How did I overcome this issue? I contacted the owners of that other mark and we struck a deal. They were ready to sell it and I was ready to buy it for a very reasonable price and I was able to remove that likelihood of confusion. Then I was able to apply for the words only, the broad words without any stylization, mark instead and my ownership of the other mark actually helped me get my trademark for my business.
Creativity means nothing if you don’t have the information to back it up
When trying to get your mark, sometimes your solutions are not what they might seem and being able to approach the situation creatively can make a huge difference. But creativity means nothing if you don’t have the information to back it up. I only knew where this issue was and found a way to solve it because I understood the importance of being thorough in my search.
Another tip that I think people might overlook is that you want to make sure you have a domain name that fits your mark. The internet is more important now than ever in terms of reaching potential clients and marketing your business.
If you're going to have a website or be on social media, then you want to make sure that your domain names fit your mark. Maybe it isn’t identical, but you want there to be some fit with your mark in your domain name. You also want to do the same thing for any social media channels you're going to use.
You want your domains to link back to your mark because that is your brand, that is how they’ll know who you are. If, for some reason, you don't plan using social media, still choose a mark that aligns with your business. Your strategy for choosing a mark needs to be consistent.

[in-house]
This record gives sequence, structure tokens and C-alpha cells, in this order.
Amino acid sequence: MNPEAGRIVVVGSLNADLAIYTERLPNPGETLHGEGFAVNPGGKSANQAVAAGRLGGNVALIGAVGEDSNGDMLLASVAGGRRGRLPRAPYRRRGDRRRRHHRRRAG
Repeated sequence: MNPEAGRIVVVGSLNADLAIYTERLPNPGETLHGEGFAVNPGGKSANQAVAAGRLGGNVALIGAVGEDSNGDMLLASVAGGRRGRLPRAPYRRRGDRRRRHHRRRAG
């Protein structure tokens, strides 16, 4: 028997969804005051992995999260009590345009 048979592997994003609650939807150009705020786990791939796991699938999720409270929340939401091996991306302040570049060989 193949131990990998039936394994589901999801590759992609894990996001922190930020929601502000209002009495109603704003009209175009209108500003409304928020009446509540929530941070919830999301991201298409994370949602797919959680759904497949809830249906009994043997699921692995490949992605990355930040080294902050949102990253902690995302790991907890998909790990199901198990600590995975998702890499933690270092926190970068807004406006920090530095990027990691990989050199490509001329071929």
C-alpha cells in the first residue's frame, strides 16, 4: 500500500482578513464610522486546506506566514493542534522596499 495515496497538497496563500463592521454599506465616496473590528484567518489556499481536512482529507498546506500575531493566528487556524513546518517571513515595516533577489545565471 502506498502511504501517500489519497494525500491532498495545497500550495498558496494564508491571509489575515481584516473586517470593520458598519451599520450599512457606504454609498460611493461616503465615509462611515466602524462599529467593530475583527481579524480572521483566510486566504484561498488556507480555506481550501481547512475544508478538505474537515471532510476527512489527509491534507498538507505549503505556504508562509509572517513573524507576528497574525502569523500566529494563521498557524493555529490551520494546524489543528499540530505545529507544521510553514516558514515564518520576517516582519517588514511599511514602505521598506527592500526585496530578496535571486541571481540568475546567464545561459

My last tip for you is that you want to make it memorable. Make your mark something that ties into the experiences you offer.
If you are a product brand, you want it to designate the type of product that you're doing or have some association with it. This gets back to the idea of distinctiveness we talked about earlier in this series. But you should also think beyond the product. What is the experience you want your clients to have?
On the surface, my company offers people the opportunity to get patents and trademarks, start a business, and raise money. But what's the experience that my customers and clients get by working with my law firm?
We place importance on strategy, more so than most other law firms, and I highlighted that in the brand name. When I put Intellectual Strategies on my website, the word strategies shows up prominently, in order to show people what we approach our client experience in a strategic way and partner with those clients on their own strategy. You want to make your mark memorable.
There are lots of ways to make it memorable. Maybe you want to highlight your experience as being memorable. Maybe you’re memorable because your company name sounds cool, with solid word choices or a phonetic ring. Maybe your company name is a pun. Perhaps your color scheme and logo set you apart.
Whatever it is for you, use it and make the most of it. What are some names that are memorable? What are some marks or graphics that are memorable? Look at what stands out to you. Look at what you can improve in your product and your brand and your customer experience to make your mark more memorable.
Your trademarks are the tools of your business, don’t underutilize them. Put these tips into practice as you're choosing your mark preparing for the examination process. Think about how you use your mark.
If you really understand how to deliver your best products and services to your customers, then you're going to be way ahead of the curve in terms of both your legal protection for your brand as well as maybe even your fundamental branding and messaging itself.
And if you need help finding the best way to strategize for your brand and your mark, we here at Intellectual Strategies are happy to assist. Check out our upcoming DIY/30 Challenge to help you on your path to building a better trademark.